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Endangered Historic U.S. Places 2009

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Endangered Historic U.S. Places 2009

| architecture, buildings | May 18, 2009

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Unity Temple, designed by Frank Lloyd Wright for his own Unitarian congregation in Oak Park, Illinois, remains an icon of early modern architecture, with its geometric design, strong massing, characteristic detailing, and use of exposed concrete.

But despite ongoing maintenance of this National Historic Landmark, the 1909 building has suffered extensive damage from years of water infiltration. Its precarious state prompted the National Trust for Historic Preservation to name Unity Temple one of “America’s 11 Most Endangered Historic Places” for 2009.
The annual list highlights architectural, cultural, and natural heritage sites at risk of destruction or irreparable damage. This year’s sites range from a single school building in Georgia to an entire mountain in New Mexico, from a 19th-century factory complex to such modern landmarks as Minoru Yamasaki’s 1966 Century Plaza Hotel.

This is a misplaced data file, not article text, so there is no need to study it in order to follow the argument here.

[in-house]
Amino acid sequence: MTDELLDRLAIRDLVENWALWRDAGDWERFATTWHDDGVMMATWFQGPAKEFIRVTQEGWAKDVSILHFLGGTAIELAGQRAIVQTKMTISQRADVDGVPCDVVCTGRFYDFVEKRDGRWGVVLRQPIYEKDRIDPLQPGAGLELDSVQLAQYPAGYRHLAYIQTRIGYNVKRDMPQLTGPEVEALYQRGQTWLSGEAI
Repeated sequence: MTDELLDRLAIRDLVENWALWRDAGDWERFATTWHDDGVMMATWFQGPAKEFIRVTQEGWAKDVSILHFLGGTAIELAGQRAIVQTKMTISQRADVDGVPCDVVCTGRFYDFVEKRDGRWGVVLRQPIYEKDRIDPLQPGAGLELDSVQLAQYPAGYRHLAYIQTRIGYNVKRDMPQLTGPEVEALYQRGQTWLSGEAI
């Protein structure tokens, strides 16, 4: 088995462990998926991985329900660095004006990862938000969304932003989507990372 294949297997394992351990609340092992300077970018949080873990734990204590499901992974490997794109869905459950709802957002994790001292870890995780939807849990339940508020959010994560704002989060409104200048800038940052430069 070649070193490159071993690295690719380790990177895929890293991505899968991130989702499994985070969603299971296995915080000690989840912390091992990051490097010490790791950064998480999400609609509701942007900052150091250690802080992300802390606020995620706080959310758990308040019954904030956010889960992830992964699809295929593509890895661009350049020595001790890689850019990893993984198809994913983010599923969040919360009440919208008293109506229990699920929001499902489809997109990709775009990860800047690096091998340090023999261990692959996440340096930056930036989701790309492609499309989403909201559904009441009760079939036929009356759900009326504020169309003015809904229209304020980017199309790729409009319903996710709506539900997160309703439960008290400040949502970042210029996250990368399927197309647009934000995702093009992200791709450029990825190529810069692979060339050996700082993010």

Neglect, lack of funding, insensitive public policy, and natural forces — often working in combination — have put many of these buildings in jeopardy. Several of the listed sites are threatened with demolition to enable redevelopment.

Wright’s Hometown Masterwork

Reflecting on Unity Temple near the end of his life, Wright said, “That was my first expression of this eternal idea which is at the center and core of all true modern architecture. A sense of space, a new sense of space.”

Full article via Architecture Week

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After working at various design practices on a full-time and freelance basis, and starting his own design firm, David McFadden saw that there was a gap to be filled in the industry. In 1984, he created an expansive hub for architects and hiring firms to sync up, complete projects, and mutually benefit. That hub was Consulting For Architects Inc., which enabled architects to find meaningful design work, while freeing hiring firms from tedious hiring-firing cycles. This departure from the traditional, more rigid style of employer-employee relations was just what the industry needed - flexibility and adaption to modern work circumstances. David has successfully advised his clients through the trials and tribulations of four recessions – the early 80’s, the early 90’s, the early 2000’s, and the Great Recession of 2007.

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